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12-01-2007, 02:07 AM #1
- Join Date
- Aug 2007
- Thanked 0 Times in 0 Posts
Serious Problem with other PHP developer
I HAD a client in the past that requested I code a website for them. At the time, I was overloaded with work and sub-contracted another web developer company to help me out. They designed a small script to add, edit and delete Net Asset Values on the companies' site. Lets call my client THE COMPANY.
Months passed and THE COMPANY contacted me to update their site and make it more dynamic. I met with them and within a few weeks I was contracted to build their new website. I built a complete CMS which allowed the company to edit anything on the website they wished. The guy in charge of dealing with the website at THE COMPANY was very pleased and we eventually signed off on the website and I got paid. The guy that I was dealing with later quit the company. Later that month, I got an email from some staff of the company requesting all kinds of changes that were outside of the scope. Not to mention, we already signed off on the website. I got a deadline for Oct 19th. I was extremely busy and told the company I will try my best, and being the nice guy I am, I would not charge a cent. The changes took me over 2 days. I completed by Oct 28th. I sent the company an email and their response was requesting me to provide all database, ftp and files to THE COMPANY. They hired a new web developer. At first I was a little upset because I made all the changes and took my time out of it and didn't even charge. I was thinking about encrypting my code, but I figured the new web developer was an ethical developer.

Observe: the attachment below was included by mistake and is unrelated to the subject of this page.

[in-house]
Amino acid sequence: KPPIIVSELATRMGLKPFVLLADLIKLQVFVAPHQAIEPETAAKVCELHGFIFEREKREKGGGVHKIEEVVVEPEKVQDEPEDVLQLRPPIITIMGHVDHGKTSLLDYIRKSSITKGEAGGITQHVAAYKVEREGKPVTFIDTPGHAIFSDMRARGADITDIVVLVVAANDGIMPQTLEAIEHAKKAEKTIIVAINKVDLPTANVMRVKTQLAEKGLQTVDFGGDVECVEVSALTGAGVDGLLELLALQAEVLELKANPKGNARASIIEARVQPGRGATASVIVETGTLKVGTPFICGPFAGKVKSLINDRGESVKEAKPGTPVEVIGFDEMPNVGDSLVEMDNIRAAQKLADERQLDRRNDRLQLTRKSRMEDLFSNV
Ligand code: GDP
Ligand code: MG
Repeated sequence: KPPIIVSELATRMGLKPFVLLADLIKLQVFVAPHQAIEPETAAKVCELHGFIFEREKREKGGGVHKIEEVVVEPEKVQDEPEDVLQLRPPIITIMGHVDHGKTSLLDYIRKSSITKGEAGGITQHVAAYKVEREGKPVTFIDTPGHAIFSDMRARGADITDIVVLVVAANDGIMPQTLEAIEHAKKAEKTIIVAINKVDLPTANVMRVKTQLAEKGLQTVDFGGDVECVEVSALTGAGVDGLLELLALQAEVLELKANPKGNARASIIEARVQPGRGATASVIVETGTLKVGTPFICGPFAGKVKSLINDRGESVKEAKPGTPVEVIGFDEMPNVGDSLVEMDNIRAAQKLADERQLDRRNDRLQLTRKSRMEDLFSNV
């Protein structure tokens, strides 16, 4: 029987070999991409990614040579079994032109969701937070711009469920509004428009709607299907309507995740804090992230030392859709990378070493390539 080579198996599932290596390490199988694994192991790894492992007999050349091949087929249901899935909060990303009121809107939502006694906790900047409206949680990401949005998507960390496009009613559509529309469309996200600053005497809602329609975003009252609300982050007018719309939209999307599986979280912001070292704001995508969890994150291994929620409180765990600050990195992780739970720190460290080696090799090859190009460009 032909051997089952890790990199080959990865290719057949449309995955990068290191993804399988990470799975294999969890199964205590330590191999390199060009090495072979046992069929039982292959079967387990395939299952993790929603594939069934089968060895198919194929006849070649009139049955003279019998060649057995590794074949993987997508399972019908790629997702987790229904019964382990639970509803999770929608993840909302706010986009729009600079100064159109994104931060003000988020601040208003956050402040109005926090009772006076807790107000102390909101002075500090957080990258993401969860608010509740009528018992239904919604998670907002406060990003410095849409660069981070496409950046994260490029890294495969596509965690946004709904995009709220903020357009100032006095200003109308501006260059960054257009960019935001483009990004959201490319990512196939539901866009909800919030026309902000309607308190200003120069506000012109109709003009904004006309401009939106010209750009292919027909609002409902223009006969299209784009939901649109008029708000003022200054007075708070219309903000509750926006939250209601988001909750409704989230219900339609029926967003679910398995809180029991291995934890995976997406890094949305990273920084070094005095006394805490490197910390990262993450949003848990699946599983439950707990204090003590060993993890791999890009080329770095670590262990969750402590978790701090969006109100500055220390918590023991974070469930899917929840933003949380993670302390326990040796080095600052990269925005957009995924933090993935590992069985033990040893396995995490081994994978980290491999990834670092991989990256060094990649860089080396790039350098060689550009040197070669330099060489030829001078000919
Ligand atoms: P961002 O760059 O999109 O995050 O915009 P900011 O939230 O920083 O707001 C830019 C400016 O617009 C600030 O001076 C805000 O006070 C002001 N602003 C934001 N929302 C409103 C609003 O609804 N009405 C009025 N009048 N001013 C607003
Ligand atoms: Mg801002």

A few weeks pass by and the company launches their site. I go and check it out. The only thing that has changed is the template!! The coding and structure of the site is still my code. I was fine with this because they wanted a new look. However, when I checked my copyright in the code comments, they had all be removed. Each and every file had its comments removed and copyright removed! Now I was truely upset. He even changed the footer to his company name.
I then went to the CMS on THE COMPANY website. Guess what? The CMS was completely UNCHANGED from my coding, but all the copyright, title and information containing my companies' info was changes to HIS COMPANY!
The title of the CMS was MYCOMPANY.COM CMS, he changed it to HISCOMPANY.com CMS!!
Now I am truely pissed off. I look up this guy in the whois and got his contact information. I call him. To my suprise I find out he is the coder at the sub-contracted company I used months ago for the original website. He quit the sub-contract company and started his own company.
When I tell him my situation and what he is doing is illegal, he tells me, well, one part of the website is my code.
I ask what he is talking about.... He says that the Net Asset Value script was designed by him at the sub-contract company. Remember guys, the Net Asset Value (NAV) script is one script of over 30 different scripts I have on the CMS.
I tell him that #1. He was an employee at the sub-contract company, so anything he did belong to that company and not him, and #2. I used the subcontract company to help me develop the original site. Meaning all source code given to me was mine to change and manipulate as per my agreement with the sub-contract company.